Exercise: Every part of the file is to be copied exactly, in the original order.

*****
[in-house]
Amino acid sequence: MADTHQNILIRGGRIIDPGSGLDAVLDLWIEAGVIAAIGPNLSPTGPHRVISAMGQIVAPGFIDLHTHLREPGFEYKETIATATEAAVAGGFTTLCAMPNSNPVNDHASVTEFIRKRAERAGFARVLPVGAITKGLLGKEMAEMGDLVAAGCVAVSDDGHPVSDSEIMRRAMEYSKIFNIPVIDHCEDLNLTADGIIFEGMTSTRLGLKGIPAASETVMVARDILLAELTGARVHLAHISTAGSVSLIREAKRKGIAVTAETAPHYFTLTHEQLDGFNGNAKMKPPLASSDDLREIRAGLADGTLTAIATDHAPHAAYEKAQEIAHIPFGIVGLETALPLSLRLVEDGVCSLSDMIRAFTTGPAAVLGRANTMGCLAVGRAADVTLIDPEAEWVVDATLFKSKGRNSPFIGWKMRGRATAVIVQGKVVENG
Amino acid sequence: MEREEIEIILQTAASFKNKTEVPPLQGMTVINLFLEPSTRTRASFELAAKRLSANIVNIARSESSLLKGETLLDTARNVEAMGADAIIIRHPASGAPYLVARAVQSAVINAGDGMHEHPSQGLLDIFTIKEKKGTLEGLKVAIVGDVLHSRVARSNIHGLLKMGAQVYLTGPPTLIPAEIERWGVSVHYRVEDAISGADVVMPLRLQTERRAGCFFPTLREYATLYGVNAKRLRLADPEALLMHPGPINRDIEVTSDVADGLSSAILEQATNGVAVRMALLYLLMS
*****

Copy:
[in-house]
Amino acid sequence: MADTHQNILIRGGRIIDPGSGLDAVLDLWIEAGVIAAIGPNLSPTGPHRVISAMGQIVAPGFIDLHTHLREPGFEYKETIATATEAAVAGGFTTLCAMPNSNPVNDHASVTEFIRKRAERAGFARVLPVGAITKGLLGKEMAEMGDLVAAGCVAVSDDGHPVSDSEIMRRAMEYSKIFNIPVIDHCEDLNLTADGIIFEGMTSTRLGLKGIPAASETVMVARDILLAELTGARVHLAHISTAGSVSLIREAKRKGIAVTAETAPHYFTLTHEQLDGFNGNAKMKPPLASSDDLREIRAGLADGTLTAIATDHAPHAAYEKAQEIAHIPFGIVGLETALPLSLRLVEDGVCSLSDMIRAFTTGPAAVLGRANTMGCLAVGRAADVTLIDPEAEWVVDATLFKSKGRNSPFIGWKMRGRATAVIVQGKVVENG
Amino acid sequence: MEREEIEIILQTAASFKNKTEVPPLQGMTVINLFLEPSTRTRASFELAAKRLSANIVNIARSESSLLKGETLLDTARNVEAMGADAIIIRHPASGAPYLVARAVQSAVINAGDGMHEHPSQGLLDIFTIKEKKGTLEGLKVAIVGDVLHSRVARSNIHGLLKMGAQVYLTGPPTLIPAEIERWGVSVHYRVEDAISGADVVMPLRLQTERRAGCFFPTLREYATLYGVNAKRLRLADPEALLMHPGPINRDIEVTSDVADGLSSAILEQATNGVAVRMALLYLLMS